From Keene, take NH-12 south to Fitzwilliam, and take NH-119 to Rindge. Cross NH-202 and continue for roughly 3.3 miles. Turn left on Converseville Road (across from Wellington Rd.). Turn left at the stop sign and park on the right in front of the kiosk.
This two‐mile network of trails winds through a mixed forest adjacent to Converse Meadow Pond and McGregor Pond. The trail traverses the property’s hemlock and hardwood groves and affords views of beautiful open wetlands. The trail is a relatively easy hike on an old, unmarked woods road. A spur trail with a footbridge at the northern end of the property leads to a tent site, passing idyllic views into the surrounding marsh.
The Town of Rindge donated the Converse Meadow conservation easement to the Monadnock Conservancy with the intention of keeping the land open to the public for hiking.
This property is host to a historic mill site that predates revolutionary times. This mill was the first grist mill in Rindge, and though the original build date is not known, early records date to 1762. The mill was sold in 1775, and it then became a sawmill. Over fifty years later, it burned, and was bought by the property’s namesake, Joshua Converse, in 1845. The mill produced boxes until it was next sold in 1923, at which point it produced lumber, shingles, and cordwood. The mill burned again in the 1930s and was not replaced.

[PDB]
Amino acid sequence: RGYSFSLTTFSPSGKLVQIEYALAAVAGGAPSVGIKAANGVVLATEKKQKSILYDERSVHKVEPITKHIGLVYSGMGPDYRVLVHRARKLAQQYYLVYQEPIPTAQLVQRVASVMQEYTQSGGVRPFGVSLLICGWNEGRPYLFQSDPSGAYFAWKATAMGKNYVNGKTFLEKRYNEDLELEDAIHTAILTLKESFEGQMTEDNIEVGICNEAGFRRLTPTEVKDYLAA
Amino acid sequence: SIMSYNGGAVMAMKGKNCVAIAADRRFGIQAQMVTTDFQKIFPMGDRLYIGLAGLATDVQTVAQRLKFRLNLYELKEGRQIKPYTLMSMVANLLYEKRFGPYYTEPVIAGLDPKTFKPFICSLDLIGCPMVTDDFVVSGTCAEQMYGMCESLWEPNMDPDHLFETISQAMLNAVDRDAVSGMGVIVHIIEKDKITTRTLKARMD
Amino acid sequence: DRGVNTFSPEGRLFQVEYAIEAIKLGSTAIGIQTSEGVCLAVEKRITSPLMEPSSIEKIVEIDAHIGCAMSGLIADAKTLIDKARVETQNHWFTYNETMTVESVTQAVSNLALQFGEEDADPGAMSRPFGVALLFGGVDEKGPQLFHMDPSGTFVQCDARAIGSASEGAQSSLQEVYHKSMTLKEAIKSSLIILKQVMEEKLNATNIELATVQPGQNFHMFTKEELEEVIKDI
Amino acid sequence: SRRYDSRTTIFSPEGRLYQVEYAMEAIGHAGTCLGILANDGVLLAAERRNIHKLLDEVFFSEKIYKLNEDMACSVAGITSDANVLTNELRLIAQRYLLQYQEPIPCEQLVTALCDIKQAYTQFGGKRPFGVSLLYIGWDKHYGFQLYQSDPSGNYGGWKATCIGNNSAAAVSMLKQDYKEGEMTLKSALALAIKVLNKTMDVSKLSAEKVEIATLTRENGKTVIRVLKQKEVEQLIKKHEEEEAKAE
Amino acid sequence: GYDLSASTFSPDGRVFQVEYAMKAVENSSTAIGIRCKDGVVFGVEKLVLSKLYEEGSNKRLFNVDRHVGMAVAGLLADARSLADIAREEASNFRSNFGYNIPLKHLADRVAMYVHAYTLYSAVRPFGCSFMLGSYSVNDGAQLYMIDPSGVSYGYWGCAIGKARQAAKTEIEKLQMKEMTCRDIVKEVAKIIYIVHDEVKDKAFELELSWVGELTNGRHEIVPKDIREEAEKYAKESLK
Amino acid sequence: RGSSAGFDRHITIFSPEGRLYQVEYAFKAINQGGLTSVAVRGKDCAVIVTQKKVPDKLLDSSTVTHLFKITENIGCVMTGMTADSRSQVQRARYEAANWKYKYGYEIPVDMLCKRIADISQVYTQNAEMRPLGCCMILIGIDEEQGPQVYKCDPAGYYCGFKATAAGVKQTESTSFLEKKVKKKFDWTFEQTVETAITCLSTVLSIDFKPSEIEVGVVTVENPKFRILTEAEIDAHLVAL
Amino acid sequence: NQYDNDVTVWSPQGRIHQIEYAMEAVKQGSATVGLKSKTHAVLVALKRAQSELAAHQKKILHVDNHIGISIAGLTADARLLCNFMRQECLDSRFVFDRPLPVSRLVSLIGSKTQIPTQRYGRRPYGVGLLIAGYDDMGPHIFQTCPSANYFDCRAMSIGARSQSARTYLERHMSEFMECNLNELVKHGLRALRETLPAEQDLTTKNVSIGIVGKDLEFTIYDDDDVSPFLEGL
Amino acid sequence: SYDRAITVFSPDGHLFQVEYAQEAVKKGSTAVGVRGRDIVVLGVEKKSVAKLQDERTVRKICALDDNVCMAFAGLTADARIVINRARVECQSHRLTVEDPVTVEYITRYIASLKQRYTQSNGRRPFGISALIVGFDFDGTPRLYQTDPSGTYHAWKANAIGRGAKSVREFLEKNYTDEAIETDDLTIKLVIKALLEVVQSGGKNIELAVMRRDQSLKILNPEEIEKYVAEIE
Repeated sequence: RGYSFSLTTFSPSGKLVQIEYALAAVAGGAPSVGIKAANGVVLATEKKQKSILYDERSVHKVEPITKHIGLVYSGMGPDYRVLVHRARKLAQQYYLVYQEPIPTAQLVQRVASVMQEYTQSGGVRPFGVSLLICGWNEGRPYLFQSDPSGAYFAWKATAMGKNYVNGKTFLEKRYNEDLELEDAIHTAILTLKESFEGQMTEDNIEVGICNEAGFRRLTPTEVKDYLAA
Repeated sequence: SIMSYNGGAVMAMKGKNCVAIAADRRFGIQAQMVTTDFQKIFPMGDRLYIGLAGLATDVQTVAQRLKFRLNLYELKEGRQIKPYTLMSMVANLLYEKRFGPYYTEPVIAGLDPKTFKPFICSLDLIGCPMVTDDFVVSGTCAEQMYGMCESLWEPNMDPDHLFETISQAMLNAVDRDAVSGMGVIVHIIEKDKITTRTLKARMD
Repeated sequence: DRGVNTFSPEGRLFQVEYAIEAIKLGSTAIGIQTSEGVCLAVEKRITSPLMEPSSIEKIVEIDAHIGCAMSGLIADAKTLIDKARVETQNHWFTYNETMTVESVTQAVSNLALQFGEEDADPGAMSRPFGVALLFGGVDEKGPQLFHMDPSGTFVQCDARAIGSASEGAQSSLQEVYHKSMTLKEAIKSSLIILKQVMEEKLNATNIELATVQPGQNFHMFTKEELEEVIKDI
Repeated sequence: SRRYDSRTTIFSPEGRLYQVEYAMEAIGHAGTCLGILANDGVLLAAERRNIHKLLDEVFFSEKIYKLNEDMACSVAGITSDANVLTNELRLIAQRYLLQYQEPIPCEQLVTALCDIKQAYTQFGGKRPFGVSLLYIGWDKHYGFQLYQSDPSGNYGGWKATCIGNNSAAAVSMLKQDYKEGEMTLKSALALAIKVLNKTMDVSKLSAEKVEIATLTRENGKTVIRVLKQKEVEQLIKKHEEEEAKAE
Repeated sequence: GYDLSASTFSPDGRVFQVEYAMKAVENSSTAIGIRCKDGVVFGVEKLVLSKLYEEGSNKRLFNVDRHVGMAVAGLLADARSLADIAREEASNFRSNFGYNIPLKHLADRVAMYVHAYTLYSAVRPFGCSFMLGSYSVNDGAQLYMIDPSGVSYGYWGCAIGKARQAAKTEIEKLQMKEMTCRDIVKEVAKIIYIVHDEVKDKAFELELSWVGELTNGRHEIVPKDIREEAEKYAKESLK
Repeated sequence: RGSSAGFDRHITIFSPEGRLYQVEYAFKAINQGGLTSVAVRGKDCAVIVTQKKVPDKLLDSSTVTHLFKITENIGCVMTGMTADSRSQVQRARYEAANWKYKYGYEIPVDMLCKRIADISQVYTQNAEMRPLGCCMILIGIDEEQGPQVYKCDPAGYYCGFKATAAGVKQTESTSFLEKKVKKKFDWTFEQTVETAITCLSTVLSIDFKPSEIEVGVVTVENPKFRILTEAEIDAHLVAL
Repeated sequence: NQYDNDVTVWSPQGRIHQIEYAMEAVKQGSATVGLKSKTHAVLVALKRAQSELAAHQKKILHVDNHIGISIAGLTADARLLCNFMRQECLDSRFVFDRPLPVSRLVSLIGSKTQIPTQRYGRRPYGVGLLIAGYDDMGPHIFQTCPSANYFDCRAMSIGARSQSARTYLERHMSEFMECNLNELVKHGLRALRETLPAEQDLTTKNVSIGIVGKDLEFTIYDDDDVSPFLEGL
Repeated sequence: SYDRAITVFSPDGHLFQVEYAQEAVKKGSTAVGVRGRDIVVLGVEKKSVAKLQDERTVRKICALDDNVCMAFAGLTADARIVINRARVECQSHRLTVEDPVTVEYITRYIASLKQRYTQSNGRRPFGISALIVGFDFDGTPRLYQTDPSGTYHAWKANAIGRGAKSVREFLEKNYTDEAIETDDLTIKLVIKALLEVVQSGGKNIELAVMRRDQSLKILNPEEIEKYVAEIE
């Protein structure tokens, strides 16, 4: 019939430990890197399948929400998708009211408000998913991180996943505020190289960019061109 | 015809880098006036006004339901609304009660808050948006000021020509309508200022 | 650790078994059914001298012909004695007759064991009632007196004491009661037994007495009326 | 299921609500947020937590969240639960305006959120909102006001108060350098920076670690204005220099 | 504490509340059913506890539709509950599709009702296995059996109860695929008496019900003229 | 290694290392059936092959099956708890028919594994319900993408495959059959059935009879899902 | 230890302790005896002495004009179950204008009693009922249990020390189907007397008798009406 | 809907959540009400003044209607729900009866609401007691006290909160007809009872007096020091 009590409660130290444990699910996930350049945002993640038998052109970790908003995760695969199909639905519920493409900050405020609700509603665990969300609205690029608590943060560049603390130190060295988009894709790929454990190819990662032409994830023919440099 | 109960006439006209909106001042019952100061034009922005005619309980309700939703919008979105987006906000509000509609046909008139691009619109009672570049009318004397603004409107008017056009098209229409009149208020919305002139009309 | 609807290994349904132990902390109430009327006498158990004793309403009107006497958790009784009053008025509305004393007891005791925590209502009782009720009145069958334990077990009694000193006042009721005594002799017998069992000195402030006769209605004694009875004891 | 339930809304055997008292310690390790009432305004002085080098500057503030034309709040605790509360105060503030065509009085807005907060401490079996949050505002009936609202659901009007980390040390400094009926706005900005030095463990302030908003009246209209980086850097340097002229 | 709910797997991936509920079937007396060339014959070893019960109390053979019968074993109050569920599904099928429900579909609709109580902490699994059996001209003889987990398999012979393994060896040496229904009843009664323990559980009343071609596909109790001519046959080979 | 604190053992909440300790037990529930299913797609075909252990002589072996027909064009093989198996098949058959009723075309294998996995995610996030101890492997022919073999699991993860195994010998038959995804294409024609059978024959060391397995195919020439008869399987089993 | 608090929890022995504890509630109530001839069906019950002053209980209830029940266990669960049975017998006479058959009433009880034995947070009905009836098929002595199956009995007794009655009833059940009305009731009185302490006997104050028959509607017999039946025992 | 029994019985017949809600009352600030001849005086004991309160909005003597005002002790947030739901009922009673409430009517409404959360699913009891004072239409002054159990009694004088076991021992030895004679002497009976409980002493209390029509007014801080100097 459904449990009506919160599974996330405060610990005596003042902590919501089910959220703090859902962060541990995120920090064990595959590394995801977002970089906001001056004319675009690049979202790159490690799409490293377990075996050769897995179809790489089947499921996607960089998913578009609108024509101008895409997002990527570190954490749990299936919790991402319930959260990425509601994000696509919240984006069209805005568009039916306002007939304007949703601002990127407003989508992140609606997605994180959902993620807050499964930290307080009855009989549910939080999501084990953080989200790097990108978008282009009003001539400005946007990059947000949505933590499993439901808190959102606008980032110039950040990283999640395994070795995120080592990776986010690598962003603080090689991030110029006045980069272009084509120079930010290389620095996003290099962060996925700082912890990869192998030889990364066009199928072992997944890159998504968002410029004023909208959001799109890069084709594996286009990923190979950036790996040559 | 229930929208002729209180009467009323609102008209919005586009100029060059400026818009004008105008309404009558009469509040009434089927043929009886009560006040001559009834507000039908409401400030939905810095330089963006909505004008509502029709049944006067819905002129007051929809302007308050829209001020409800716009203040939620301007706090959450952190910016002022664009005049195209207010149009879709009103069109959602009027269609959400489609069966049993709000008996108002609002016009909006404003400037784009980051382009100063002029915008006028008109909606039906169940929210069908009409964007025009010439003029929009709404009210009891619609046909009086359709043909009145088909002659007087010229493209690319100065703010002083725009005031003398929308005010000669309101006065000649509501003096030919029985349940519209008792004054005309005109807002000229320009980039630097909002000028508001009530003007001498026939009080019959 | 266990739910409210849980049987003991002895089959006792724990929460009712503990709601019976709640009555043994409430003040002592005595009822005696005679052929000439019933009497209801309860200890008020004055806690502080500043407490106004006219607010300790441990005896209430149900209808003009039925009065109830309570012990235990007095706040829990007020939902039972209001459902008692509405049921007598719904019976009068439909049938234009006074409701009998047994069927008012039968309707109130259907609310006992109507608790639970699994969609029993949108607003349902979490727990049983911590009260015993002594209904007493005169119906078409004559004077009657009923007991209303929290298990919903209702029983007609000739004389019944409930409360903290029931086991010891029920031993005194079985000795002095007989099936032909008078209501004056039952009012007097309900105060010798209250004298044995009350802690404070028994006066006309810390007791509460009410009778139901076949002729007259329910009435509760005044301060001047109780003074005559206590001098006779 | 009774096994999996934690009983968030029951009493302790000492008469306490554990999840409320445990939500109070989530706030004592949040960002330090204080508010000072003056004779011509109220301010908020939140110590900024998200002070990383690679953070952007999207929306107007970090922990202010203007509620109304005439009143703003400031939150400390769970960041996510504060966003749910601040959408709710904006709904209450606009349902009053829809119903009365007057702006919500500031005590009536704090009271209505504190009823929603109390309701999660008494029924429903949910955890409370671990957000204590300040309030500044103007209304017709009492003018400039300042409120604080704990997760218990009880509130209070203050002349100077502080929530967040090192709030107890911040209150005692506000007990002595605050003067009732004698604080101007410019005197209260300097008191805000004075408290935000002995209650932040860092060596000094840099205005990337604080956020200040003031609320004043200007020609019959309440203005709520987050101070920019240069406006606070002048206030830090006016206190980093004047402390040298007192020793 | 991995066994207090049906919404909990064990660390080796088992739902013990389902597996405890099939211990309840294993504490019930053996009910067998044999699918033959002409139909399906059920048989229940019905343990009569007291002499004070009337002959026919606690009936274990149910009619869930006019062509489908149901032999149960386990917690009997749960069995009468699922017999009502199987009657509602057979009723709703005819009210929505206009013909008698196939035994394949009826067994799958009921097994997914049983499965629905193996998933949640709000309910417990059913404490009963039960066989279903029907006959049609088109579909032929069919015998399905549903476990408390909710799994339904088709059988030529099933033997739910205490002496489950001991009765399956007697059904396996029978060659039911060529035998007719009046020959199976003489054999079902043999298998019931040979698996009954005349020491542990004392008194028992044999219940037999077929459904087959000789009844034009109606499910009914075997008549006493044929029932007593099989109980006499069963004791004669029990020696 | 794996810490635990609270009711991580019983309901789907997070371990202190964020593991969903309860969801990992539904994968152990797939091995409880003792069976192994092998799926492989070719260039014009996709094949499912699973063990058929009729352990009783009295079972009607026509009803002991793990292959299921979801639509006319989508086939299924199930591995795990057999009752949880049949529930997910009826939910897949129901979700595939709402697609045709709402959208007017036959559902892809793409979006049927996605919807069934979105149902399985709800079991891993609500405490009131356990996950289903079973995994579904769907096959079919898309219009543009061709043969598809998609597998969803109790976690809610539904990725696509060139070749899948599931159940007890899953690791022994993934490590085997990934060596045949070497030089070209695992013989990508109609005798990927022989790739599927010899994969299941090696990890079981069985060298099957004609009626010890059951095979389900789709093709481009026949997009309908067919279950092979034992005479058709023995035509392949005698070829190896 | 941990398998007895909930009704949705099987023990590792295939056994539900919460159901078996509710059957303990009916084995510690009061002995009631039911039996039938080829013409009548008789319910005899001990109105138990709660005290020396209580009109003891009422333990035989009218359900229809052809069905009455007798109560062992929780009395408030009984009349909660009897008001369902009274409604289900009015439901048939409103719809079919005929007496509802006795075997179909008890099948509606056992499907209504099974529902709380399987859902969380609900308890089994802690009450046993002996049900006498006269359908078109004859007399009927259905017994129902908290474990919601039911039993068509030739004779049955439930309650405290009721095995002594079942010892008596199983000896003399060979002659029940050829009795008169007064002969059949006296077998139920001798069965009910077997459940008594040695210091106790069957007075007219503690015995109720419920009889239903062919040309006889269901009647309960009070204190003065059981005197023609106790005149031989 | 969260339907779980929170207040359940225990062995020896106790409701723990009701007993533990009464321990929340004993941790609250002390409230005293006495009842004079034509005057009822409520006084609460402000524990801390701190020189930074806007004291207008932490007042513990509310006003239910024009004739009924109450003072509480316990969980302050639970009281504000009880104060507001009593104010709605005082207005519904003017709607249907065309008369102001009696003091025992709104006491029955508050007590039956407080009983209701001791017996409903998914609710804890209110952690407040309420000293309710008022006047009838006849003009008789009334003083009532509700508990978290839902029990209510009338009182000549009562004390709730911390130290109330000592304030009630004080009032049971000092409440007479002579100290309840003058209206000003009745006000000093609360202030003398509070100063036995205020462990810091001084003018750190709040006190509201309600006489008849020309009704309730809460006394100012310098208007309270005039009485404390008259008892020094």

Interpretive signs along the trail developed by Franklin Pierce University highlight natural and historical features.
Converse Meadow Pond is part of the headwaters of the Miller River, which flows into the Connecticut River.
Applications to camp are available at the Rindge Town Office. Permits from the Rindge Fire Department are required for all campfires.
The trails at Converse Meadow are maintained by the Town of Rindge Conservation Commission.
Rindge Conservation Commission
Rindge Town Office
30 Payson Hill Rd
Rindge, NH 03461
Check for nearby geocaches to Converse Meadow.
Leave No Trace Principle
Keep your pets under control at all times, to protect both them and wild animals, fragile environments, and the enjoyment of other visitors.